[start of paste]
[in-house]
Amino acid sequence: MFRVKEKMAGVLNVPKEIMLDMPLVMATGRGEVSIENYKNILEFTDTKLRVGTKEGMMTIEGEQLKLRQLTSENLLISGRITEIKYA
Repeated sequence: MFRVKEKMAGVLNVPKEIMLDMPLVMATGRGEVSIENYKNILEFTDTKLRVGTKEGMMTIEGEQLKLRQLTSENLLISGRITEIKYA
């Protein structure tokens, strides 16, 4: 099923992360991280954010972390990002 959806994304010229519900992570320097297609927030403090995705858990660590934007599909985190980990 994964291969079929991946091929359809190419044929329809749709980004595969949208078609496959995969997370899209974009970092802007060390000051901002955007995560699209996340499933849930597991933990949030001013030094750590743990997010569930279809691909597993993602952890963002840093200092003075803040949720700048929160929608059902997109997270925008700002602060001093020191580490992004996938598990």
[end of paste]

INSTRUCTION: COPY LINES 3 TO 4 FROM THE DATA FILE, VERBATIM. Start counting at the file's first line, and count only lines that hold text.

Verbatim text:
Repeated sequence: MFRVKEKMAGVLNVPKEIMLDMPLVMATGRGEVSIENYKNILEFTDTKLRVGTKEGMMTIEGEQLKLRQLTSENLLISGRITEIKYA
């Protein structure tokens, strides 16, 4: 099923992360991280954010972390990002 959806994304010229519900992570320097297609927030403090995705858990660590934007599909985190980990 994964291969079929991946091929359809190419044929329809749709980004595969949208078609496959995969997370899209974009970092802007060390000051901002955007995560699209996340499933849930597991933990949030001013030094750590743990997010569930279809691909597993993602952890963002840093200092003075803040949720700048929160929608059902997109997270925008700002602060001093020191580490992004996938598990």